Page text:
I remembered the other day an old joke, from my early childhood. The doctor comes out from the operating room cheerfully saying: the surgery went well, the patient died. I couldn’t quite get it. How can this all be true in one sentence? A successful surgery surely should mean, that the person seeking treatment is well and alive. I couldn’t comprehend that a technically brilliant operation does not guarantee the survival of the patient, and other factors, such as the overall health condition of the patient, her/his age, the expertise of the surgeon may determine in a positive or negative way the outcome.

If I read it well, all the above translates into data, of which nowadays we have plenty, thanks to the multitude of sensors that measure everything we can dream of. The internet of things is here to help us gather data, make well-grounded decisions. And not just in our homes, offices and airplanes or industrial buildings – in healthcare too. People wear personal devices, fitness trackers that encourage them to keep tabs on their health. They gladly share this data with their physician, because in return they will receive a personalized diagnosis.

The Internet of Healthcare Things is here to stay. And so, does the Health Information Technology. We have electronic healthcare records (EHR), not for the sake of technology, but to provide better care for our patients, to reduce the number of fatal errors. In the era of personalized gene therapy, IT tools are here to help us understand and treat our patients better.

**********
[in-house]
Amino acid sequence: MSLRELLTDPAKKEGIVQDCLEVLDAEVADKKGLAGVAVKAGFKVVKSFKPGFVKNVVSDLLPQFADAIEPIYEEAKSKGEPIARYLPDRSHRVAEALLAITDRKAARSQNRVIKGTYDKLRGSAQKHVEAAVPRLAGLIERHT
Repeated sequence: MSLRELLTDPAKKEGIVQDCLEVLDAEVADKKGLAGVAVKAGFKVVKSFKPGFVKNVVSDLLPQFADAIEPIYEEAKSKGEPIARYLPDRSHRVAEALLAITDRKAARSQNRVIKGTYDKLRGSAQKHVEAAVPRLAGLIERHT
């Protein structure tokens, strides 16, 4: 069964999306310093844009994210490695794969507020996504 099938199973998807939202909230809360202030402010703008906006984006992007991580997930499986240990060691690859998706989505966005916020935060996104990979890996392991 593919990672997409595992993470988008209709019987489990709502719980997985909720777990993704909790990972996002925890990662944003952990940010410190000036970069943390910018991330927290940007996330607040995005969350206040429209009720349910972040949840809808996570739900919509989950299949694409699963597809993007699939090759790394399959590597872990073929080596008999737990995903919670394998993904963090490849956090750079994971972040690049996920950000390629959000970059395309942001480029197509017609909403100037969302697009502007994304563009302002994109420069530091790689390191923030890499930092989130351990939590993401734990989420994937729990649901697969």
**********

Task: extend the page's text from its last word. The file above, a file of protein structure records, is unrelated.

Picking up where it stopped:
The millennials – the generation born with a connected phone or tablet in their hands –  are knocking on our door. They live in a fast, interconnected, highly digitalized world, where everything is at their fingertips. But not just this generation, patients, in general, are in control of their healthcare, now more than ever. Logging in to their patient portal they can request more information on diagnosis, make new appointments or just simply ask for a medication refill.

Our mission, as health IT solution providers is to understand the needs of patients, doctors and supporting staff alike, to provide services that run smoothly in the background, simply making health care more efficient, the healing process more effective and painless. Health IT empowers physicians and patients to make better decisions. Health IT tools give us enough data and knowledge, medical expertise and up-to-date evidence-based clinical guidelines for one purpose only. For the surgery to go well, and the patient to survive, as well.

Author: László Varga